Drunk face tattoo holding Mark back

Mark Cropp says his face tattoo is holding him back from getting a job. Picture: NZ Herald
Mark Cropp says his face tattoo is holding him back from getting a job. Picture: NZ Herald

MARK Cropp wants to get off the dole, get a job and put food on the table for his family.

But there's one small problem - a giant tattoo saying "DEVAST8" that covers half of his face is proving off-putting for prospective employers.

The Oamaru-born teenager told the New Zealand Herald he had it inked a few months ago, while drunk on home-brew in a jail cell in Christchurch.

He was locked up in 2015, aged 17, for aggravated robbery, after he and a friend pulled a knife on a tourist in Nelson.

The tourist had pulled out of a marijuana sale. Cropp and an associate were trying to sell him a fake "tinnie".

Cropp pleaded guilty in the Nelson District Court to charges of aggravated robbery, escaping custody, assault with a weapon, intentional damage, breach of community work and theft.

He told the Herald he committed the crime to get enough money to help house him and his pregnant girlfriend after they were kicked out of his parents' home.

"My partner Taneia was just a month due to drop my baby, and we had nowhere to go so I committed the crime - and I never got to see (the baby) again," he said.

Mark Cropp's told the NZ Herald his tattoo is part of who he is. Picture: NZ HeraldSource:Supplied
Mark Cropp's told the NZ Herald his tattoo is part of who he is. Picture: NZ HeraldSource:Supplied

He says he was in and out of state-supported Child Youth and Family care (CYF) since the age of 6, and kicked out of school aged 11.

"Part of the reason why I am who I am is that I grew up without my parents, I grew up with drugs and alcohol around, and became a criminal," he said. "But going to jail gave me a wake-up call."

While serving his two-year jail sentence in Otago Correction Facility, Cropp said he was put in the same cell as his brother.

Late last year, he said they decided he should get a new facial tattoo after Cropp started getting trouble from other inmates.

"I was going through a rough patch, of quite a lot of people hating on me, trying to bully me," he said. "Part of jail life, you get people with tattoos and you look at them, step back, 'Watch out for that guy' sort of thing.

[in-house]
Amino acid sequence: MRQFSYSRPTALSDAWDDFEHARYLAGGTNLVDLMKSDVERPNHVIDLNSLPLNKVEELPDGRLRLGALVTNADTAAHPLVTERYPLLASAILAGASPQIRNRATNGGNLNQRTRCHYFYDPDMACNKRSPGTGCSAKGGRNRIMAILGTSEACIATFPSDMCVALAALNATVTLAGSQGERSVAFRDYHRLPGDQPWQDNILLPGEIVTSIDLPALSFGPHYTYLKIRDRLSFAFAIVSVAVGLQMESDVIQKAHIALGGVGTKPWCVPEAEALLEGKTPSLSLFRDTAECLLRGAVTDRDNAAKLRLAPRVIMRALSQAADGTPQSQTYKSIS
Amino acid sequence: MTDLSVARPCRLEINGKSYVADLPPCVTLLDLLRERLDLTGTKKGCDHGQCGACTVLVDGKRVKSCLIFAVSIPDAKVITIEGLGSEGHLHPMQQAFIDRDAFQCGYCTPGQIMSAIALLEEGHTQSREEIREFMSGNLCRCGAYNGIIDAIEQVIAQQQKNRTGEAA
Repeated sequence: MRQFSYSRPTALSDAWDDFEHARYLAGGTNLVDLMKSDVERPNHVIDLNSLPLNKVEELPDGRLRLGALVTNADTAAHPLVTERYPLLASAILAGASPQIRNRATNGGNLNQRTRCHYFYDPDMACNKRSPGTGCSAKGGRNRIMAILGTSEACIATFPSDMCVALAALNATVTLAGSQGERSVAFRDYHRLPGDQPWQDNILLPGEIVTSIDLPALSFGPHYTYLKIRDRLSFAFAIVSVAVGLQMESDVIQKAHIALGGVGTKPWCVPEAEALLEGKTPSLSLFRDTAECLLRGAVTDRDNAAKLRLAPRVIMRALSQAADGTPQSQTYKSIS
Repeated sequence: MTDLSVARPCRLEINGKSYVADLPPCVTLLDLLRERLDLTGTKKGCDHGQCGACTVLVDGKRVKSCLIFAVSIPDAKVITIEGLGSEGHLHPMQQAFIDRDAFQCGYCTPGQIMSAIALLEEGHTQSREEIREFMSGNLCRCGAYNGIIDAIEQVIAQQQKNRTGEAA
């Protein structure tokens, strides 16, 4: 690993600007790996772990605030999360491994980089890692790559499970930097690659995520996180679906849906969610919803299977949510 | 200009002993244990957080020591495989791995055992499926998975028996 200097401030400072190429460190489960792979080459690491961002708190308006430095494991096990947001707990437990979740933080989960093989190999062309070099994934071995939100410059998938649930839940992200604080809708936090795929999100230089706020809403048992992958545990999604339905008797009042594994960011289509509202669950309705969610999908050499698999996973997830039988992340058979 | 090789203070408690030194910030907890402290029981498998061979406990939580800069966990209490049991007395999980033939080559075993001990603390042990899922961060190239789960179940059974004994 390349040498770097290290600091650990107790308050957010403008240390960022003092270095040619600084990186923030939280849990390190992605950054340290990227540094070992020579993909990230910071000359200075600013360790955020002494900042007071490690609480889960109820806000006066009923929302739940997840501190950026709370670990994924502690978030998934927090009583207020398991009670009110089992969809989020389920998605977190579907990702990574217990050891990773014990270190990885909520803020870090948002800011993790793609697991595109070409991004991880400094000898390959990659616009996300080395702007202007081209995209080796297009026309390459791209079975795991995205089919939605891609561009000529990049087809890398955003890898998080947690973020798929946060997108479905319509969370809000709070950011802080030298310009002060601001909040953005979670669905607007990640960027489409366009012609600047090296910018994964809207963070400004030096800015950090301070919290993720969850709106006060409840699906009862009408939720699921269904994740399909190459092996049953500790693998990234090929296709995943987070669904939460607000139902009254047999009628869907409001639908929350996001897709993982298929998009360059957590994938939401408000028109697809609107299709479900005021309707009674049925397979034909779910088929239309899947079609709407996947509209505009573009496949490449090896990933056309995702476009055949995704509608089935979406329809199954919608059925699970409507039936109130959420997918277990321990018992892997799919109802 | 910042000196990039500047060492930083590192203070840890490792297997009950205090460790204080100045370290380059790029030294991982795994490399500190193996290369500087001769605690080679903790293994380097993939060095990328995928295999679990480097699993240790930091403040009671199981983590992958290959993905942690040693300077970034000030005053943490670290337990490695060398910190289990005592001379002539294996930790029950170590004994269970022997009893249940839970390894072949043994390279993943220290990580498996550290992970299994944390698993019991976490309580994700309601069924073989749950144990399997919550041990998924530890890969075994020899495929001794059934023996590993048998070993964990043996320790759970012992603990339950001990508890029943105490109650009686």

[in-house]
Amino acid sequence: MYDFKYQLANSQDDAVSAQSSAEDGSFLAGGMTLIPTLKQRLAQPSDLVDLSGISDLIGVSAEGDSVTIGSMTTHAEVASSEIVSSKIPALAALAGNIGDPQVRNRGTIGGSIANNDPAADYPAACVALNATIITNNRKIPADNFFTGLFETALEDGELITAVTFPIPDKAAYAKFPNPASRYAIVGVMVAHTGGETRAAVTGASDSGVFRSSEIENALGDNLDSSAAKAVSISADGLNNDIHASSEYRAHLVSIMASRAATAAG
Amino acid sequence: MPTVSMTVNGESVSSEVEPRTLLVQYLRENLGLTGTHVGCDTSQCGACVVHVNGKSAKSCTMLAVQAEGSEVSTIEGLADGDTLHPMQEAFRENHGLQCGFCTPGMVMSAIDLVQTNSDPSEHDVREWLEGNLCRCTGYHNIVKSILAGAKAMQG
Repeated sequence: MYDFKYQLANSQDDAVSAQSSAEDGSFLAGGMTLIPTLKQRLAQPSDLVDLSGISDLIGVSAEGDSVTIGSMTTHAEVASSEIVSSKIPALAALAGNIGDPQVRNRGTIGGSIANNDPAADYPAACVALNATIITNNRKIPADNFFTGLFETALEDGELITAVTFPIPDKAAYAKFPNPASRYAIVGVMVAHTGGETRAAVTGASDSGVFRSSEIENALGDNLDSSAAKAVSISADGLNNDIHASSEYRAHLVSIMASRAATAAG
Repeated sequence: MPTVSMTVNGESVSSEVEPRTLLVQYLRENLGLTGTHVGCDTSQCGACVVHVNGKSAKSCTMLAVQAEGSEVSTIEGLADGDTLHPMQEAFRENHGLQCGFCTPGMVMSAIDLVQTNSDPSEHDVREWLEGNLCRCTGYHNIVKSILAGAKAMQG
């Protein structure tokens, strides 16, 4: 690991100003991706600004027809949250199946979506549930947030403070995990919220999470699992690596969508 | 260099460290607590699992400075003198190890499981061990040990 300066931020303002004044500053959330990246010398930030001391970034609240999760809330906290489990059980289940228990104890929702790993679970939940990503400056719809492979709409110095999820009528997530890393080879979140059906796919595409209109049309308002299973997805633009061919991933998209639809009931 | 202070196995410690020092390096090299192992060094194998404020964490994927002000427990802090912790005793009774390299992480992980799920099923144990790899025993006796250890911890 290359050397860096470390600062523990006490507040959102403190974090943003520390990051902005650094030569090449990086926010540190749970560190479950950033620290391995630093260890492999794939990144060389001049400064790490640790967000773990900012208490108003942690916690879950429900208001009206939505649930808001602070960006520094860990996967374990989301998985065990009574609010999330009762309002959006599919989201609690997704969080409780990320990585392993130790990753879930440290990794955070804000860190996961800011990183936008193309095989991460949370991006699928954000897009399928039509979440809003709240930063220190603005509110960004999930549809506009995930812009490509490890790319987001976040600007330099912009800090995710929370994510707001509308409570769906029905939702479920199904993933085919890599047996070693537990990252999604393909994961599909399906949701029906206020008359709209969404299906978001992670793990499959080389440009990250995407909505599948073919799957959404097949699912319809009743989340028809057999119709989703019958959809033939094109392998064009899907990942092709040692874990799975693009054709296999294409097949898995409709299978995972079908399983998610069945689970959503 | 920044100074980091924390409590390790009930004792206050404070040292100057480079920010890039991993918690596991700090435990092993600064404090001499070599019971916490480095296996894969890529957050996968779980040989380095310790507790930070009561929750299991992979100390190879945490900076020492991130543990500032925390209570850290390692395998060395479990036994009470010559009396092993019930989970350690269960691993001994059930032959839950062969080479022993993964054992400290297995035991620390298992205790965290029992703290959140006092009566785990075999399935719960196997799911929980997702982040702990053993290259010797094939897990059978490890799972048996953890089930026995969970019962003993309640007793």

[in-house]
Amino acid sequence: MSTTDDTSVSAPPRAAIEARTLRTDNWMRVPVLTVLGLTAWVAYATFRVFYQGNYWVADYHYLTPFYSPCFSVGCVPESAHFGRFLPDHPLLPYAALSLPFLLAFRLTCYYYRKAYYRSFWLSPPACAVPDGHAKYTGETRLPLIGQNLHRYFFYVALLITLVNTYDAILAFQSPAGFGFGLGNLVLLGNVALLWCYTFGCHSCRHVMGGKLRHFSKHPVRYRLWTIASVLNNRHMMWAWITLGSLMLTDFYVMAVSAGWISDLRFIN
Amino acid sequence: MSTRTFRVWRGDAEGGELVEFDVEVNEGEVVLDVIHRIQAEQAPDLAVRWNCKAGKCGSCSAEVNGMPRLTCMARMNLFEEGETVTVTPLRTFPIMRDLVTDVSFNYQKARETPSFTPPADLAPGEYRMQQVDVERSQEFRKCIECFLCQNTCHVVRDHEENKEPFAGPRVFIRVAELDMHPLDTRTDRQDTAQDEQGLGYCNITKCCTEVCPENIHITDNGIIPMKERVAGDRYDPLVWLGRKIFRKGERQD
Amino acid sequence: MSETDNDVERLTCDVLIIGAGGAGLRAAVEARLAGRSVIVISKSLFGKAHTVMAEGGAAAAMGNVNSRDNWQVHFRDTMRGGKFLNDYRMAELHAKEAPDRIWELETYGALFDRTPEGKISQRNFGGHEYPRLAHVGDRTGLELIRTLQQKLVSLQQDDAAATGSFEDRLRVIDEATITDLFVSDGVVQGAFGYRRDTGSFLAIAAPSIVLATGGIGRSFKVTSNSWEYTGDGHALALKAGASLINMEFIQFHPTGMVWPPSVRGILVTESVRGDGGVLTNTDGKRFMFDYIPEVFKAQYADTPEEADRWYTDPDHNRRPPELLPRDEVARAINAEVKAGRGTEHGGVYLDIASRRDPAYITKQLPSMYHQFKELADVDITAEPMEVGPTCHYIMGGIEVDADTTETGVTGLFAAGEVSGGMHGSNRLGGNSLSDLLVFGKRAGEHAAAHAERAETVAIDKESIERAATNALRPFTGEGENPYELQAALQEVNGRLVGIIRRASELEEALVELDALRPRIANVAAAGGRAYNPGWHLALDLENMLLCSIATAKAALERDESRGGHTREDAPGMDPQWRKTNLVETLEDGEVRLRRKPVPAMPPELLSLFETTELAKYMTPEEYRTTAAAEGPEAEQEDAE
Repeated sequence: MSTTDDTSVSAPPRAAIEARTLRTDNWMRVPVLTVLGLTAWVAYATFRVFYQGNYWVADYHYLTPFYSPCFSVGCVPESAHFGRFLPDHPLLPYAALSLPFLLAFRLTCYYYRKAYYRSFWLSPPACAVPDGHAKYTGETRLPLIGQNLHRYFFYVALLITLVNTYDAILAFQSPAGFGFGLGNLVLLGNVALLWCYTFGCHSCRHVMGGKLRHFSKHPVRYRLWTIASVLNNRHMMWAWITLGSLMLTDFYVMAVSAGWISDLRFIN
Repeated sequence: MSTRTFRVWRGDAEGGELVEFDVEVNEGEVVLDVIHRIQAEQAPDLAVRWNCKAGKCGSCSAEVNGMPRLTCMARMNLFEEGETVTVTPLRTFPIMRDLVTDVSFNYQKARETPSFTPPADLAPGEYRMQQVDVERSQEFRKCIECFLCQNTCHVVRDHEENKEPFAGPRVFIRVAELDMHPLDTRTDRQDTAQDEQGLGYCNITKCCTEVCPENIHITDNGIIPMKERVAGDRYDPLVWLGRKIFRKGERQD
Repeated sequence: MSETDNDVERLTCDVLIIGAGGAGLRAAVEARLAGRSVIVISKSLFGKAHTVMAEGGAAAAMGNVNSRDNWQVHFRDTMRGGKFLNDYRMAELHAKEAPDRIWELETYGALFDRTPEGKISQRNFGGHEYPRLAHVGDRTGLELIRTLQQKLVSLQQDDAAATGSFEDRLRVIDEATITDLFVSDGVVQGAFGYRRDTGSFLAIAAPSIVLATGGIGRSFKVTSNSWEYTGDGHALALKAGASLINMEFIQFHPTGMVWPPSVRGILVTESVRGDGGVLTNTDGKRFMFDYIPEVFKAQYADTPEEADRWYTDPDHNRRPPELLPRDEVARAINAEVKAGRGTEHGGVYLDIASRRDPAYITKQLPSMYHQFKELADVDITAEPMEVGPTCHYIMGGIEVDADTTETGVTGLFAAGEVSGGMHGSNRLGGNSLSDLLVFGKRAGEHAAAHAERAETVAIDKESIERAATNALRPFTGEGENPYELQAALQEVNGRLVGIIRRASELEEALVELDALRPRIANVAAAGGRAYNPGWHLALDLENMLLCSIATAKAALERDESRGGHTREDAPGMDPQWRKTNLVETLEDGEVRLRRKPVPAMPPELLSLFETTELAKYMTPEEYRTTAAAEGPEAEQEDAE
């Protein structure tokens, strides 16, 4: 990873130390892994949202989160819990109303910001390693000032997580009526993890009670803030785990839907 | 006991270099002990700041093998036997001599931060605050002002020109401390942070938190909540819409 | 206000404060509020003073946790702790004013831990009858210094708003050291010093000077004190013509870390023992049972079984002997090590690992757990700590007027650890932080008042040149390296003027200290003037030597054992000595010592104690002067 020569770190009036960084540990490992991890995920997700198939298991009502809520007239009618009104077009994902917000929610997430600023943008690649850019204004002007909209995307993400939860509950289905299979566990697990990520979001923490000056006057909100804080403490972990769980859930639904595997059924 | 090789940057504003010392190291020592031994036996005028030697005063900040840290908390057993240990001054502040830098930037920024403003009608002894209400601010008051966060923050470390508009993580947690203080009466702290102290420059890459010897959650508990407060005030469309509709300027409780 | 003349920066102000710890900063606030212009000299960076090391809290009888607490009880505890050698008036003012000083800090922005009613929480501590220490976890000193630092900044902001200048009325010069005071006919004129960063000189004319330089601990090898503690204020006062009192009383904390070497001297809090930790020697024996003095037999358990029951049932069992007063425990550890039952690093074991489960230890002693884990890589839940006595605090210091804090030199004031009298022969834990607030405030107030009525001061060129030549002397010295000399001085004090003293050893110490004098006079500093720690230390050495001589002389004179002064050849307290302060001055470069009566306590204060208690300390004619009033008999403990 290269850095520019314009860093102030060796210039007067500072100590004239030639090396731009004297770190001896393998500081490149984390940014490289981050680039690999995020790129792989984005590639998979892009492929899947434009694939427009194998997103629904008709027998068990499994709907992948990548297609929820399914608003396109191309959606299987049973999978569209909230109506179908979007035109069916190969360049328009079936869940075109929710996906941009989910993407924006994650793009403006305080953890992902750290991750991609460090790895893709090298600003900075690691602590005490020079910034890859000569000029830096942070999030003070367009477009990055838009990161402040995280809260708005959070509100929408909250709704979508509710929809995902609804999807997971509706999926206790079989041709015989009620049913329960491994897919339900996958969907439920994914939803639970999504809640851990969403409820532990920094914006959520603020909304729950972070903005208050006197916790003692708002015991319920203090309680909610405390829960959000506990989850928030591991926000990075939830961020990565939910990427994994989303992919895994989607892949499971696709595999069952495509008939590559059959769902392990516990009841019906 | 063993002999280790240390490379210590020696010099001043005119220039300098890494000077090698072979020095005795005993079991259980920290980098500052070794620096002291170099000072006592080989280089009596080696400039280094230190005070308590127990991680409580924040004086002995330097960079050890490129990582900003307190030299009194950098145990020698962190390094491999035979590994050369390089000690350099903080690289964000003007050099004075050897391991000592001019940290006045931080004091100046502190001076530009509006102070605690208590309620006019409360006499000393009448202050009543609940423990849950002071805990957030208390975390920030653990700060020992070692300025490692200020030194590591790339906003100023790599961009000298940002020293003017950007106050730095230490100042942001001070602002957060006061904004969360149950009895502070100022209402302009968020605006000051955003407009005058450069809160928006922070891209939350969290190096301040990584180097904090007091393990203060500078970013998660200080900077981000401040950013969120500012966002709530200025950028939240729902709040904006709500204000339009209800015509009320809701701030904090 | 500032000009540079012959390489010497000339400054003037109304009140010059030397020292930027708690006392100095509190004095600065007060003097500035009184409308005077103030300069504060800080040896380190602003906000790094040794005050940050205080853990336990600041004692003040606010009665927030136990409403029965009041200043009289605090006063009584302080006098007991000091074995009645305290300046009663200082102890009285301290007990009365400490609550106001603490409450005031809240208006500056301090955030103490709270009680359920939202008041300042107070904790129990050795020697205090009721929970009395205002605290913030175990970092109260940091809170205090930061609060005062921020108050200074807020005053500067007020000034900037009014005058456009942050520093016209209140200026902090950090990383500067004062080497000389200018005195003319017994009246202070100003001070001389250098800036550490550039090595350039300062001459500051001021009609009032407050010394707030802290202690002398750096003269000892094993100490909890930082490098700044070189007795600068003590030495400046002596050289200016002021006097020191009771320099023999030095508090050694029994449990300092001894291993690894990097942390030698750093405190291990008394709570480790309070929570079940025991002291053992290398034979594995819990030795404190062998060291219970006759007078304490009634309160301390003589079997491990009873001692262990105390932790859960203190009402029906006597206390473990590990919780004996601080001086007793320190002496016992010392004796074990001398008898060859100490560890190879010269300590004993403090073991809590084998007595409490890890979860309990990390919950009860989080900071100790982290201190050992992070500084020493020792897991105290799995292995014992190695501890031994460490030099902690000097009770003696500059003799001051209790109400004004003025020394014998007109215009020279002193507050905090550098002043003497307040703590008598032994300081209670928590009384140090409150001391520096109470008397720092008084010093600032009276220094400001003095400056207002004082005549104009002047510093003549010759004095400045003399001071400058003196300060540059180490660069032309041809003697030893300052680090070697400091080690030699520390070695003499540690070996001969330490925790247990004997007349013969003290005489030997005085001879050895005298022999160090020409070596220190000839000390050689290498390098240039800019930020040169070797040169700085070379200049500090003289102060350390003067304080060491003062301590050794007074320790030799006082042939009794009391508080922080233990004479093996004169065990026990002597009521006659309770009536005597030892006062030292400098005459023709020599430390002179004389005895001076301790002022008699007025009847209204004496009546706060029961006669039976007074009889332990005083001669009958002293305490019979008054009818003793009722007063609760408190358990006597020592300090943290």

"It's my nickname, it's not gang-affiliated."

The tattoo was "only supposed to be a little one along the jawline" but "that all went out the window when we had a bit too much to drink inside".


Mark Cropp posted this picture on a local jobs Facebook page saying he was “keen as” to work, but his tatt was stopping him. Picture: Mark Cropp/FacebookSource:Facebook
Mark Cropp posted this picture on a local jobs Facebook page saying he was “keen as” to work, but his tatt was stopping him. Picture: Mark Cropp/FacebookSource:Facebook

Cropp said he had been drinking home-brew, made from fermented apples, sugar and bread.

"I drunk it and before I knew it I had this on my face ... It was swollen like a bloody pumpkin," he said.

Lyndal Miles, acting prison director of Otago Correction Facility confirmed to the Herald the tattooing occurred overnight in the cell Cropp was sharing with his brother.

"It was discovered on unlock. The cell was searched, a tattoo gun was found and there was no evidence of home-brew.
Mr Cropp was moved to single cell confinement," she said.

She said equipment that may be used for tattooing, such as needles and ink, were considered contraband items and prisoners found with such items were charged through the internal misconduct system.

Corrections facilitates offer access for prisoners to tattoo removal services at low or no cost through Work and Income and a variety of private and non-government organisations, Miles said.

Any applicable cost for the service is funded by the prisoner.

Two offers of access to removal services were made to Cropp but he declined, Miles said.

Cropp's partner had their baby while he was in prison, and has since lost custody. The couple are now living in emergency accommodation in a caravan park in Takanini, south Auckland.

They desperately want their daughter back.

The young father also has tattoos on his hands and arms. Picture: NZ HeraldSource:Supplied
The young father also has tattoos on his hands and arms. Picture: NZ HeraldSource:Supplied

"We were told she would have a home for life for her in CYF care," Cropp said. "I got to meet my daughter for the first time yesterday. She was a bit wary of me to start with but she ended up giving me a hug, she gave me a kiss."

After that meeting, Cropp was inspired to get work so put a photo of himself on an Auckland job Facebook page.

"I was over people judging for my facial tattoo ... that's why I made the decision to put that photo on Facebook, to turn around and say 'I am just a normal human being, you do not have to judge me because of the way I look'," he posted.


He said he has a painting and decorating qualification, and some day he wants to be a tattoo artist.

But right now, "I just want any job at the end of the day ... I'm sick of being on the dole".

"I want to be able to put meat on the table - we want to live a normal life."

He said he had visited job agencies appealing for work.

"One employment place said to me 'I wouldn't employ you with that on you face, I wouldn't even take a second look at you'. I've had other people that just shrugged and laughed at me," he wrote.
But since sharing his plight, he has had a potential scaffolding job offer and has been flooded with well-wishes and suggestions of possible jobs.

Topics:  editors picks employment jobs tattoo tattoo removal work

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